• Pain or discomfort, usually type burning and in the upper abdomen (read: ABDOMINAL PAIN | Major Causes).
  • Feeling of swelling in the belly.
  • Quick quenching of hunger, usually after eating only a small amount of food.

These symptoms are called dyspepsia (read: STOMACH SYMPTOMS - DISPEPSY).

In the case of ulcers, the following signs and symptoms are also common:

  • Nausea or vomiting.
  • Dark stools.
  • Anemia (read: ANEMIA | Symptoms and causes).

If the patient does not present gastritis or ulcers, the simple presence ofH.pylorican not be held responsible for symptoms such as stomach pains.

Just as an example, studies show that only 1 in 14 patients with burn complaints stomach, without gastritis or ulcer documented in the endoscopy, present improvement with the treatment toH.pylori.

OH.pylorialso appears to be responsible for the appearance of recurrent canker sores in some patients (see: AFTA | CAUSES AND TREATMENT), but this association has not yet been proven.

How is the Diagnosis done?

Currently there are several methods to diagnose the presence of bacteriaH.pylori. However, it is more important than diagnosing the bacteria to know who should be screened for its presence. As in some places up to 90% of the population is contaminated by the bacteria, the tests will be positive in almost everybody. Therefore, it does not make sense to requestH.pyloriin people without specific complaints.

In the past,H.pyloriwas done only with digestive endoscopy, through biopsies of the stomach. Nowadays there are non-invasive tests, through feces, blood or breathing.

However, in patients complaining of stomach pain, endoscopy is important for assessing the state of the stomach, also serving to diagnose gastrointestinal ulcers or tumors. Therefore, many of theHelicobacter pyloriare still made by digestive endoscopy, through biopsy and urease test. The non-invasive tests end up being used more after the treatment, as a way of confirming the elimination of the bacterium.

Patients less than 55 years of age, who present complaints of stomach burning, without signs that may indicate a tumor or active ulcers (bleeding, anemia, early satiety, loss of unexplained weight, recurrent vomiting, family history of gastrointestinal cancer, etc.) may undergo a noninvasive test for treatment if they are positive for H.pylori. Endoscopy is indicated only if there is no improvement of the symptoms with the treatment.

Relation to stomach cancer

We know that the majority of the population is colonized by theH.Pylori, but only a very small part develops stomach cancer. Therefore, we can conclude that theH.pyloriincreases the risk of cancer, but it is not the only factor.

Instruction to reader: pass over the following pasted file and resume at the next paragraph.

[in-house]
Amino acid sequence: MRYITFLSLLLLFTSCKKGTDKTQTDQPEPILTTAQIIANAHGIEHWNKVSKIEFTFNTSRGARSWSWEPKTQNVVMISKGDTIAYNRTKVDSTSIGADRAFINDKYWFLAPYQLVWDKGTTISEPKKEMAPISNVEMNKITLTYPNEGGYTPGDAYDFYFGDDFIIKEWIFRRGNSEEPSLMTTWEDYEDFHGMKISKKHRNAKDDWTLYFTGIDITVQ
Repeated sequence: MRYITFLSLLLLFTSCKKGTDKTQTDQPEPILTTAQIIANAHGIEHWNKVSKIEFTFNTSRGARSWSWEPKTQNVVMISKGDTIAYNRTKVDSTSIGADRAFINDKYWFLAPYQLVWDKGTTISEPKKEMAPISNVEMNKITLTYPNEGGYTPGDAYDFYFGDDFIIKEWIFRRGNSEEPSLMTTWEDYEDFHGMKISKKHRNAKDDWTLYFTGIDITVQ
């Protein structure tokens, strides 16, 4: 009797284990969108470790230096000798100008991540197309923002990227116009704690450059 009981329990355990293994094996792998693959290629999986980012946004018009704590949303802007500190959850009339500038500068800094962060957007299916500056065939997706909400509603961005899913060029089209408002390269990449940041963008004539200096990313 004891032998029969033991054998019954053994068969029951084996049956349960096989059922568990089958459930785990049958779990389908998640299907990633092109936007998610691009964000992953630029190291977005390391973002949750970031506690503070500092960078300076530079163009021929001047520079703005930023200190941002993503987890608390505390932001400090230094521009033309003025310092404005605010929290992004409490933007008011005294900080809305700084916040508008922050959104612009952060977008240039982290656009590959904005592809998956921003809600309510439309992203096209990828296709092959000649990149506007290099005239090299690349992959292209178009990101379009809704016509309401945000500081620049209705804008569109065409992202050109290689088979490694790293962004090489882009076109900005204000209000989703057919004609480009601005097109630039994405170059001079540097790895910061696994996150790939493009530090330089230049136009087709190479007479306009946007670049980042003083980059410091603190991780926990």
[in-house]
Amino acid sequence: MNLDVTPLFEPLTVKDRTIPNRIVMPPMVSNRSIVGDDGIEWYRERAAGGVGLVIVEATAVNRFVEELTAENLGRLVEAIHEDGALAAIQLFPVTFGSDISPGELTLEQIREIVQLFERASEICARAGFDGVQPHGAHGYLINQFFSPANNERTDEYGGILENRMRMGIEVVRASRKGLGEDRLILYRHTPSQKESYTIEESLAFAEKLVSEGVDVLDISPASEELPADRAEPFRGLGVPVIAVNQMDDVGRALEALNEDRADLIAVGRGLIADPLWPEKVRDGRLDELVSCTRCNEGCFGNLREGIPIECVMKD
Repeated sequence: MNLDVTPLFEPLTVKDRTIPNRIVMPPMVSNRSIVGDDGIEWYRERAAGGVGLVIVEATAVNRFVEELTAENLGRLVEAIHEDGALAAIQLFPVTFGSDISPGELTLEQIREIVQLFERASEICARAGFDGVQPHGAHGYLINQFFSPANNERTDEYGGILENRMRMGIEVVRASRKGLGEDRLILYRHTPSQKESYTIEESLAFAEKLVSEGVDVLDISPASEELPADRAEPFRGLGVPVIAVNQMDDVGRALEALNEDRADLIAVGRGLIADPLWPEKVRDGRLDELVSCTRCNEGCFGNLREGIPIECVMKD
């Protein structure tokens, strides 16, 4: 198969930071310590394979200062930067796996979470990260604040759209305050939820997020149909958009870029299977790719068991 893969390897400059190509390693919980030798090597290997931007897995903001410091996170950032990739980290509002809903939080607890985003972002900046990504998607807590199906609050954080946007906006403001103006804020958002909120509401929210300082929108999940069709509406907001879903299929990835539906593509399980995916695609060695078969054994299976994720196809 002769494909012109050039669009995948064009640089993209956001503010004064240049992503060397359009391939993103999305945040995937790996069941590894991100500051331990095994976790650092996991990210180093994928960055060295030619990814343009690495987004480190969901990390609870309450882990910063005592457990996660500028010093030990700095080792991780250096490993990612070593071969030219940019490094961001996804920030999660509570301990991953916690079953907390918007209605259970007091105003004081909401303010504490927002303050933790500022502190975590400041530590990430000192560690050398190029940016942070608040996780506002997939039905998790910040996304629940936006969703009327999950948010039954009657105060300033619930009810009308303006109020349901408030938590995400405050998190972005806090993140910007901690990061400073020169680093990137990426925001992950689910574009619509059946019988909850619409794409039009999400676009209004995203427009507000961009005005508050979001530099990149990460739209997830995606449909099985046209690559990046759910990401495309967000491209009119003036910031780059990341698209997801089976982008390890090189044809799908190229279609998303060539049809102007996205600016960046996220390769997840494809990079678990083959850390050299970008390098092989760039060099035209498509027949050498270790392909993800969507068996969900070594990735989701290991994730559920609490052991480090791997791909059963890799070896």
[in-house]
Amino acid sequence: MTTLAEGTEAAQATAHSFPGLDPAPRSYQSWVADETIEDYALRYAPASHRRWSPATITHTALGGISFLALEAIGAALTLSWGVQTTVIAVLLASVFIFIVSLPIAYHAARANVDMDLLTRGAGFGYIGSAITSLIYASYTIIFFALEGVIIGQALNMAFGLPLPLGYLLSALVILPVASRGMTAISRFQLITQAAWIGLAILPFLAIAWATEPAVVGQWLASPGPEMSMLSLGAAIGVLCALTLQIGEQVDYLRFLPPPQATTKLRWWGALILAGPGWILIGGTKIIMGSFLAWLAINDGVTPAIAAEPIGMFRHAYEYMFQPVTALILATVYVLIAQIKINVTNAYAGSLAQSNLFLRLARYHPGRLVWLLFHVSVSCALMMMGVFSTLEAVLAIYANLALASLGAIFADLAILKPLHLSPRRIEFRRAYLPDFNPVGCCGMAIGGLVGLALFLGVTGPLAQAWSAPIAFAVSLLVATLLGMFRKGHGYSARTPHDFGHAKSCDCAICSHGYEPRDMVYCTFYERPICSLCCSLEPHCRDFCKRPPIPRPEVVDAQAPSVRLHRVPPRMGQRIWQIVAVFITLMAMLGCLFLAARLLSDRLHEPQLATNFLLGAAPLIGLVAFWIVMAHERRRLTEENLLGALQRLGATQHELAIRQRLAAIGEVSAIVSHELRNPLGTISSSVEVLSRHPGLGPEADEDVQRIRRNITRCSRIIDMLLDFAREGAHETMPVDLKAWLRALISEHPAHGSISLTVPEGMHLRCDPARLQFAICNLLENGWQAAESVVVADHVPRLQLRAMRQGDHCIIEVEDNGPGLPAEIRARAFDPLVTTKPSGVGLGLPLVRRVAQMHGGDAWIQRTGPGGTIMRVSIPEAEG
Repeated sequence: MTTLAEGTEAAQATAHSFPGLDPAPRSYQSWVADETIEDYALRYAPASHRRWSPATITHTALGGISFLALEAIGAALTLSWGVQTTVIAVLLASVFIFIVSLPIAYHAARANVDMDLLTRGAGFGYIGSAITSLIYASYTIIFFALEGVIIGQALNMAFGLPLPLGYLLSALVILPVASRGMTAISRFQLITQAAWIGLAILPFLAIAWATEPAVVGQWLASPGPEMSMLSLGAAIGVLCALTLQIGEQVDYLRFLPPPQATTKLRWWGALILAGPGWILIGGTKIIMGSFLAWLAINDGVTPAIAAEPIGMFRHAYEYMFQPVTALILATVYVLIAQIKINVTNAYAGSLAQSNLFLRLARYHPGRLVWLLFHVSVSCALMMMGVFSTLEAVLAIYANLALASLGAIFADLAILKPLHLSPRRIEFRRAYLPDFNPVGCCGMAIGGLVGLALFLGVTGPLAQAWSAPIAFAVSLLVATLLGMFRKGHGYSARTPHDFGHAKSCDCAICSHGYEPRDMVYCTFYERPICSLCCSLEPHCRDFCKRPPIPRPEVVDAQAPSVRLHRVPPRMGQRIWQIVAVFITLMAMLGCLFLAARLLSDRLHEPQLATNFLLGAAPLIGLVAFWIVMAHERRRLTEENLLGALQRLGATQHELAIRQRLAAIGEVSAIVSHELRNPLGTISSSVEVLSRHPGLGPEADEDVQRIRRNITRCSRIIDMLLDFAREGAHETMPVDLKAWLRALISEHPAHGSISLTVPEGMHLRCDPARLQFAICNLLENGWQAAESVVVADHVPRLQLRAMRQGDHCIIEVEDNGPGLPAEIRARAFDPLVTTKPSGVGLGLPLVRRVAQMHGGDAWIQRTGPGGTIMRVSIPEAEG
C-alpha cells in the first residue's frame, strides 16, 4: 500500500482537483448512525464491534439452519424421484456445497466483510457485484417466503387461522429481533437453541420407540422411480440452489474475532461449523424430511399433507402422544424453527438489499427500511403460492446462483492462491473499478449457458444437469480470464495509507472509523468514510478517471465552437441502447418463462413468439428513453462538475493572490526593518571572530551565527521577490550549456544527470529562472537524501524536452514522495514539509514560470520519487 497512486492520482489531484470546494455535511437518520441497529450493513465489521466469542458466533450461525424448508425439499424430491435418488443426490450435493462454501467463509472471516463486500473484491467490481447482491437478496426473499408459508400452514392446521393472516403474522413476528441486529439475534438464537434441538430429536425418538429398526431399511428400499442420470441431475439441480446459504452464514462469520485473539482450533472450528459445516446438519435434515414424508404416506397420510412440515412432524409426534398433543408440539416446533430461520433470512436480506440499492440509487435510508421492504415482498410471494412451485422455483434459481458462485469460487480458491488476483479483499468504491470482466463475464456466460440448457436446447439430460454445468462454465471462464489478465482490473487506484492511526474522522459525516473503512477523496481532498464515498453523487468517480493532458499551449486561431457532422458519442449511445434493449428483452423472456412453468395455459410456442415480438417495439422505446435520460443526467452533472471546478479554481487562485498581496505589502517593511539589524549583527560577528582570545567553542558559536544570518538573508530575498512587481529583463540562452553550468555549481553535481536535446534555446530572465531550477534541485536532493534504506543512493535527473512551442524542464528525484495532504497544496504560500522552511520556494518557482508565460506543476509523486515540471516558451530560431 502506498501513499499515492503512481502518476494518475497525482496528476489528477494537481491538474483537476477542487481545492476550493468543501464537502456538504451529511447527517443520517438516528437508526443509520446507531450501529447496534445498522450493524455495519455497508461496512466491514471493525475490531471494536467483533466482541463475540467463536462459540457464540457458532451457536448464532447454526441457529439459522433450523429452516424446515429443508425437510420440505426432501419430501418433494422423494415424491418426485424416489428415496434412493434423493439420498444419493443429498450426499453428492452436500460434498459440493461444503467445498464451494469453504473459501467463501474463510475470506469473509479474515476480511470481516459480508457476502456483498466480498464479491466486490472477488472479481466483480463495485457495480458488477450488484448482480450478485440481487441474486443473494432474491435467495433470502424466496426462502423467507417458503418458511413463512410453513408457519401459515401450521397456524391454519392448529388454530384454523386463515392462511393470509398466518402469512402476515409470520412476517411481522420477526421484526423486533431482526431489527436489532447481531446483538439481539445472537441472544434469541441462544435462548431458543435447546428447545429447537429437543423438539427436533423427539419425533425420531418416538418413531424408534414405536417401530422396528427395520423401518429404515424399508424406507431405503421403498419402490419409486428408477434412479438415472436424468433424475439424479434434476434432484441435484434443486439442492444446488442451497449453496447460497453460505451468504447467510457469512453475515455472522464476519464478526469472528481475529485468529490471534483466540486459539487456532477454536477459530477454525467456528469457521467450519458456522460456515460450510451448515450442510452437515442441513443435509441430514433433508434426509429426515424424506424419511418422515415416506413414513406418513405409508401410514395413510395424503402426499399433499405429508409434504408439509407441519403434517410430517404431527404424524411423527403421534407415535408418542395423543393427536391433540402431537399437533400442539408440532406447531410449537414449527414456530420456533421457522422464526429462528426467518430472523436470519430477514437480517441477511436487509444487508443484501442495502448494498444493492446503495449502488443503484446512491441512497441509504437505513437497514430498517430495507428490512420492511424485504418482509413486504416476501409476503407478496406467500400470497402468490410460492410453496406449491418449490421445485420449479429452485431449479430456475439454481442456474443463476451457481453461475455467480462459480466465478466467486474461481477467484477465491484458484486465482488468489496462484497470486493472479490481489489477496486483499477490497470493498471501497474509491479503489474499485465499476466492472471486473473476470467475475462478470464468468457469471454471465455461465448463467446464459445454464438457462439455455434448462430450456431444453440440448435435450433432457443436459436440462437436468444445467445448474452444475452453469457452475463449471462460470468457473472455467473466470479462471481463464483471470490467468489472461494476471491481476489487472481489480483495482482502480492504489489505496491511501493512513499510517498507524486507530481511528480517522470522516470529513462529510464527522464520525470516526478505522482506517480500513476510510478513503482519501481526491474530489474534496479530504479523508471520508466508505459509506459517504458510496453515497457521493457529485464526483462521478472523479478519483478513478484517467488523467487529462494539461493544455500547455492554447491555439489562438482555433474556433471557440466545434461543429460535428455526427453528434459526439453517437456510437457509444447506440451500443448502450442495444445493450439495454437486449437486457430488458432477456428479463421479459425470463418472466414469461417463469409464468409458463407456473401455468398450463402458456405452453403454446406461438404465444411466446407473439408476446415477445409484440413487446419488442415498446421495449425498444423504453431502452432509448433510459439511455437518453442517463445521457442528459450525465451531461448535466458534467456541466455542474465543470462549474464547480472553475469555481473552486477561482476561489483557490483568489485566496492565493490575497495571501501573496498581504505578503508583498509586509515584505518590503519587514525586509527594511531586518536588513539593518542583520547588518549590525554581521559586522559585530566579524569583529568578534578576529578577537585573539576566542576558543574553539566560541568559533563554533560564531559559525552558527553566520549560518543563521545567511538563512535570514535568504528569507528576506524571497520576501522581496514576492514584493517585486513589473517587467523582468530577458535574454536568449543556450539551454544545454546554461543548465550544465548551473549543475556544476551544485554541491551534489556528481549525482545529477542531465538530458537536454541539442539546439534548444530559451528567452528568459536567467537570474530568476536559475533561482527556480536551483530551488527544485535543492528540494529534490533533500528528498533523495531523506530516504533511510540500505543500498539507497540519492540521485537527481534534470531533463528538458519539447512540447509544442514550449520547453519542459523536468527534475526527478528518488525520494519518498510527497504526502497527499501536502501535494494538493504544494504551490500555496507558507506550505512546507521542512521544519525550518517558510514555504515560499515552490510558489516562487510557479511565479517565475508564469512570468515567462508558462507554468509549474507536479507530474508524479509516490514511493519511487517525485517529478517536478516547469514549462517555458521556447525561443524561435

Therefore, no treatment is indicated for everyone who has the bacteria. Only patients with a family history of gastric cancer should be concerned with the asymptomatic presence ofH.pylori. In these, even if the patient does not present any symptoms, the research of the bacterium and the treatment aiming to eradicate it is indicated.

OH.pyloriis related to the onset of a specific type of lymphoma of the stomach, called MALT. The relationship is so strong that the treatment of this tumor is done with antibiotics and the eradication of the bacterium leads to the cure of this neoplasia.

Treatment of H.pylori

Recently the indications for treatment ofH.pyloriwere expanded, encompassing groups that until recently were not usually treated.

Current indications for treatment ofHelicobacter pyloriare:

  • Gastritis.
  • Gastric and / or duodenal ulcer.
  • Gastric MALT lymphoma.
  • First-degree relatives of gastric cancer patients.
  • Iron deficiency anemia with no apparent cause (read: ANEMIA FERROPRIVA | Iron deficiency).
  • Idiopathic thrombocytopenic purpura (read: IDIOPATHIC TROMBOCYTOPENIC PURPURE (ITP)).
  • Patients on long-term anti-inflammatory therapy who have gastrointestinal bleeding and / or peptic ulcer.

The treatment is usually done with 3 drugs for 7 to 14 days with:

- A proton pump inhibitor (Omeprazole, Pantoprazole or Lanzoprazol) + two antibiotics such as Clarithromycin and Amoxicillin or Clarithromycin and Metronidazole.

After 4 weeks of the end of treatment, the patient can perform the non-invasive tests to confirm the elimination of the bacteria.

Reinfection by H.pylori

Contrary to what was previously thought, reinfection withH.pyloriafter the correct and successful treatment is uncommon. In general, when the patient is treated, and some time later discovers that he still has the bacterium, it is because the treatment was not successful and did not lead to the complete eradication ofH.pylori.

The risk of reinfection is greatest in areas with poor sanitation and inadequate water for drinking or bathing.

Research for Bariatric Surgery

Although there is still no consensus, most physicians request a survey of H. pylori, and the in the case of a positive result, for obese patients who will undergo surgery bariatric.

This behavior seems to reduce the risks of stomach lesions, such as ulcers, in the postoperative period.